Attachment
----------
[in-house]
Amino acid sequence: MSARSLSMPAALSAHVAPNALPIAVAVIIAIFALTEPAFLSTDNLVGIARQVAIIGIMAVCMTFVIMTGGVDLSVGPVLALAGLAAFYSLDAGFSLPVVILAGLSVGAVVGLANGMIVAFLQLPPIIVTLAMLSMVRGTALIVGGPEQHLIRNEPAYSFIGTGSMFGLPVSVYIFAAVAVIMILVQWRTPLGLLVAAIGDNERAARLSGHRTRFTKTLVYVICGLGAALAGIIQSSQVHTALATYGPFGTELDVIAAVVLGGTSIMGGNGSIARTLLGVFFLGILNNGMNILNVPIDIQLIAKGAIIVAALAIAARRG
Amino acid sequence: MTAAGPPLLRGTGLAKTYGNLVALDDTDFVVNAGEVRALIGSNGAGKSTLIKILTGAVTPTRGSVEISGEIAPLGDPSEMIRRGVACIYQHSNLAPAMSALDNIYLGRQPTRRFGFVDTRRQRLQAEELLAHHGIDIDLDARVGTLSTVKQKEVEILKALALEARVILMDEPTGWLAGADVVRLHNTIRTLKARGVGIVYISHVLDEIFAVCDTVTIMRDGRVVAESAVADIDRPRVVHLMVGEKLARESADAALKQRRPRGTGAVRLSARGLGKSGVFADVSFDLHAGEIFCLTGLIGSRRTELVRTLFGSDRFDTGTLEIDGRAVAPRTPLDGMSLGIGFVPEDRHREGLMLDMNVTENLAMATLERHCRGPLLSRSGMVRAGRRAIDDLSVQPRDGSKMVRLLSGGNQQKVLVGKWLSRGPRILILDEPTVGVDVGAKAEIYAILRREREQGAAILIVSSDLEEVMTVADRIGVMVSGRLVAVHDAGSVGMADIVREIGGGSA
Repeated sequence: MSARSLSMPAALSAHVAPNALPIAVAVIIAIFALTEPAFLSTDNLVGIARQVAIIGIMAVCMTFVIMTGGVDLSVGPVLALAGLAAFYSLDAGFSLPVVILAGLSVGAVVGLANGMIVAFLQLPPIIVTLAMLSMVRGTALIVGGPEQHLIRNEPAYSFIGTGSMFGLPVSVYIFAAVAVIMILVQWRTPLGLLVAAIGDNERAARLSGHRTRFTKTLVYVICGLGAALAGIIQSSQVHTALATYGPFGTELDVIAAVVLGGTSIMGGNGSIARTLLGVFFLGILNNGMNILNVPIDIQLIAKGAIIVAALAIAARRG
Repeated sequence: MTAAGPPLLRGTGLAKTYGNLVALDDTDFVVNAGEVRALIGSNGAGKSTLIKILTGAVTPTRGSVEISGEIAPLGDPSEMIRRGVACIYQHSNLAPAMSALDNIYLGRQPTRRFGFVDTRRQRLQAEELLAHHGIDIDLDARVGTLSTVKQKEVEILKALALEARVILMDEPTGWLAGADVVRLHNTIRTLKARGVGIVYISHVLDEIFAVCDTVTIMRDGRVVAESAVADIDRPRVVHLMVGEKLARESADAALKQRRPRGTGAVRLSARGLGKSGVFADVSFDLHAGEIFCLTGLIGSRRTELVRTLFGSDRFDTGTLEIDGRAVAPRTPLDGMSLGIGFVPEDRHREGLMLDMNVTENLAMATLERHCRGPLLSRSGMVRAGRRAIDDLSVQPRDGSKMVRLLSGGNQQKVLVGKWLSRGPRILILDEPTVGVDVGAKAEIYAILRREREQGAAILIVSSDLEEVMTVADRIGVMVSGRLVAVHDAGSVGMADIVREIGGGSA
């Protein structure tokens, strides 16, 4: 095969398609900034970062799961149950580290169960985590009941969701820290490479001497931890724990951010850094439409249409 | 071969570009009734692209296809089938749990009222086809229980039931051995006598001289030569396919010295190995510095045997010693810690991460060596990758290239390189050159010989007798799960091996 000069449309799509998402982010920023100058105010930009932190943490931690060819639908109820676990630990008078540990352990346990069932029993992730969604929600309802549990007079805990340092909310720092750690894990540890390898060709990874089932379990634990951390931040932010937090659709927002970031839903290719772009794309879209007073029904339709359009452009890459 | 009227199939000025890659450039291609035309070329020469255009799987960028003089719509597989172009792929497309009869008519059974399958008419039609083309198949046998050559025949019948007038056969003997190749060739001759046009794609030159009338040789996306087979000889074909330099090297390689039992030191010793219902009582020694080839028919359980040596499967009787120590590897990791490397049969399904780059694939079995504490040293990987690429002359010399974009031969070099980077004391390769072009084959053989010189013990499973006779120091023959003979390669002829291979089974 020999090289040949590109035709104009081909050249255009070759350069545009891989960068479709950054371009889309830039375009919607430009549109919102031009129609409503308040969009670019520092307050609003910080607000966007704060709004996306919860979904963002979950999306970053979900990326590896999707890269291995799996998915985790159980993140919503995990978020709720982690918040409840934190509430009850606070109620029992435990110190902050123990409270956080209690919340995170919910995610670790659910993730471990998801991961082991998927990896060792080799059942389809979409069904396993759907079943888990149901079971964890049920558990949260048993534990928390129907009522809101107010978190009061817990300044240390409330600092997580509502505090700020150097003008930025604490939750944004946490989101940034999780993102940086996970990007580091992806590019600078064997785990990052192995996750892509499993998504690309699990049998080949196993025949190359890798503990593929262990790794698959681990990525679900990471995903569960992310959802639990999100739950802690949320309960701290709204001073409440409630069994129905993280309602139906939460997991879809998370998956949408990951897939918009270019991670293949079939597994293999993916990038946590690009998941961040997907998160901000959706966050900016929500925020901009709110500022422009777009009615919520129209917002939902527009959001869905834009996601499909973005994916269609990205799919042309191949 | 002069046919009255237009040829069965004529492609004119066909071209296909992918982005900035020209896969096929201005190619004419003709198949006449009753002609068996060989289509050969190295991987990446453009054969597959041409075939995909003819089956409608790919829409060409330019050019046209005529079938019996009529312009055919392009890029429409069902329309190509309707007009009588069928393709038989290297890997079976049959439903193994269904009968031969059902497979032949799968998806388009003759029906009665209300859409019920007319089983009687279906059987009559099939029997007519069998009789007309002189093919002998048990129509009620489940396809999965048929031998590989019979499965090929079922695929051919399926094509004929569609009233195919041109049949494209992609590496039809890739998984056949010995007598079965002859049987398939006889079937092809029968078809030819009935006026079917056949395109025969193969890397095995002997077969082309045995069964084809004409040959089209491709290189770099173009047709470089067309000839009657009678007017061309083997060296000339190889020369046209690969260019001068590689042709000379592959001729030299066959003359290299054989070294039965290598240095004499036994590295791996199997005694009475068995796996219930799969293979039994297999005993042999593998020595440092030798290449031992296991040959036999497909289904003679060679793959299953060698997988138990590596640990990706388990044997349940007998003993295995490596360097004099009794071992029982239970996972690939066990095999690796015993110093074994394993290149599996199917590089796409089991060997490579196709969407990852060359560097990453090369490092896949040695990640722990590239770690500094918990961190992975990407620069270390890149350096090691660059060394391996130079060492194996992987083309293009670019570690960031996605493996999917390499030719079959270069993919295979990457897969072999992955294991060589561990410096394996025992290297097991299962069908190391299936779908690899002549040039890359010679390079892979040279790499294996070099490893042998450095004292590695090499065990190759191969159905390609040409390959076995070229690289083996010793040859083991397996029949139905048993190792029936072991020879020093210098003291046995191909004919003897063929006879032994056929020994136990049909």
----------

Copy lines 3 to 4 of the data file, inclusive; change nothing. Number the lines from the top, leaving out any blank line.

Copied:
Amino acid sequence: MTAAGPPLLRGTGLAKTYGNLVALDDTDFVVNAGEVRALIGSNGAGKSTLIKILTGAVTPTRGSVEISGEIAPLGDPSEMIRRGVACIYQHSNLAPAMSALDNIYLGRQPTRRFGFVDTRRQRLQAEELLAHHGIDIDLDARVGTLSTVKQKEVEILKALALEARVILMDEPTGWLAGADVVRLHNTIRTLKARGVGIVYISHVLDEIFAVCDTVTIMRDGRVVAESAVADIDRPRVVHLMVGEKLARESADAALKQRRPRGTGAVRLSARGLGKSGVFADVSFDLHAGEIFCLTGLIGSRRTELVRTLFGSDRFDTGTLEIDGRAVAPRTPLDGMSLGIGFVPEDRHREGLMLDMNVTENLAMATLERHCRGPLLSRSGMVRAGRRAIDDLSVQPRDGSKMVRLLSGGNQQKVLVGKWLSRGPRILILDEPTVGVDVGAKAEIYAILRREREQGAAILIVSSDLEEVMTVADRIGVMVSGRLVAVHDAGSVGMADIVREIGGGSA
Repeated sequence: MSARSLSMPAALSAHVAPNALPIAVAVIIAIFALTEPAFLSTDNLVGIARQVAIIGIMAVCMTFVIMTGGVDLSVGPVLALAGLAAFYSLDAGFSLPVVILAGLSVGAVVGLANGMIVAFLQLPPIIVTLAMLSMVRGTALIVGGPEQHLIRNEPAYSFIGTGSMFGLPVSVYIFAAVAVIMILVQWRTPLGLLVAAIGDNERAARLSGHRTRFTKTLVYVICGLGAALAGIIQSSQVHTALATYGPFGTELDVIAAVVLGGTSIMGGNGSIARTLLGVFFLGILNNGMNILNVPIDIQLIAKGAIIVAALAIAARRG